Propelled by a collective new vision and citywide anticipation, Mayor Ron Nirenberg and a City Council of four veterans and six newcomers arrived on a river barge to the Arneson River Theatre Wednesday evening for an outdoor inaugural celebration.

Family members who accompanied them on the barge filled the front rows of the amphitheater where more than 600 people gathered in the late afternoon heat, with many others standing outside or watching on a monitor.

The mayor, Council members, and senior City staff sported guayaberas and summer dresses on a day that neared 100 degrees. Mistress of Ceremony Deborah Knapp of KENS-TV wore a colorful flower in her hair.

The celebrants were met by patriotic fanfare, performed by a brass ensemble from Fort Sam Houston’s 323rd Army Band, and the exuberant cheers and applause of the standing-room only crowd. This was the second time the Arneson River Theatre was chosen for a city inaugural. The first time was for Mayor Nelson Wolff, who was elected to the office in 1991.

Nirenberg is the city’s 115th mayor, dating back 285 years to the first alcalde of San Antonio, Juan Leal Goraz, a Canary Island native and Spanish colonizer who arrived with 10 families from Veracruz to the Presidio San Antonio de Bexar and served from 1731-32 and a second term in 1735.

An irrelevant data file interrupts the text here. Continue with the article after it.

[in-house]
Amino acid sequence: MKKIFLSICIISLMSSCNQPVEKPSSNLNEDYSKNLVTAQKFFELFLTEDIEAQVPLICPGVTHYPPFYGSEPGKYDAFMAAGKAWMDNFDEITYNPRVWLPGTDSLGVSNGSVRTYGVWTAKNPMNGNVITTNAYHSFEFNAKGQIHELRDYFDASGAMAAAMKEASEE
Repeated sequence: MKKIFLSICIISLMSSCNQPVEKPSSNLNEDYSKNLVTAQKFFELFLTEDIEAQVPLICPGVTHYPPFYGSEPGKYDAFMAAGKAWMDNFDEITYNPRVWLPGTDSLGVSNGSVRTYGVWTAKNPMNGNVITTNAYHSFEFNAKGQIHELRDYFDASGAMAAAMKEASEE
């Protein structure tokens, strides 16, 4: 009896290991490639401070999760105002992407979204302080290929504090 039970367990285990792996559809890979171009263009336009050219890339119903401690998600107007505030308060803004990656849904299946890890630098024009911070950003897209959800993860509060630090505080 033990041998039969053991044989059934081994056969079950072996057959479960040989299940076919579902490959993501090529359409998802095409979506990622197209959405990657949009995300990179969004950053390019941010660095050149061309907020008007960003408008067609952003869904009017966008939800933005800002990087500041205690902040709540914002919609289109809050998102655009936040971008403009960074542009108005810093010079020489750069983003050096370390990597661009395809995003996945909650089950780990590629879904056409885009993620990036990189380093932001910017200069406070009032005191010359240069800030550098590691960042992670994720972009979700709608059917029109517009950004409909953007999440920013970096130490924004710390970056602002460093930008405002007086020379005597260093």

The Arneson Theatre pedestrian bridge and stage were festooned with colorful paper flowers and ribboned bouquets. Nirenberg, in his first day as mayor, received three standing ovations in the course of the 90-minute program, while the strongest applause for Council members went to Rey Saldaña (D4), the longest-serving and youngest member who now starts his fourth and final term, and Ana Sandoval (D7), the first-term representative of District 7 who ousted incumbent Cris Medina. Three of the Council members addressed the crowd in Spanish and English, with Sandoval speaking the most fluently in Spanish.

City Clerk Leticia Vacek administered the oath of office to the mayor and council members, but this was for show. The event unfolded in a theater, after all. The official swearing-in occurred earlier in the day in Council chambers. The evening inaugural was both a celebration and an opportunity for all 11 elected officials to address the crowd.

For all the speechifying, three sisters from Kenya living in San Antonio and attending St. Mary’s University on full music scholarships stole the show with a capella performances on each side of the speeches. The Moipei Sisters will perform Sunday evening at the Little Carver Theater.

The Moipei Sisters perform a song in Spanish before the ceremony.
The Moipei Sisters perform a song in Spanish before the ceremony. Credit: Scott Ball / San Antonio Report

With so many speakers fit into a program scheduled for one hour that ran longer, there also were many messages. A note struck more than once was San Antonio’s reputation as a city with open arms, a city that unites in common cause even as a nation and a state fracture politically.

Fr. David Garcia, director of the Old Spanish Missions, was the first to summon unity and openness in his prayer.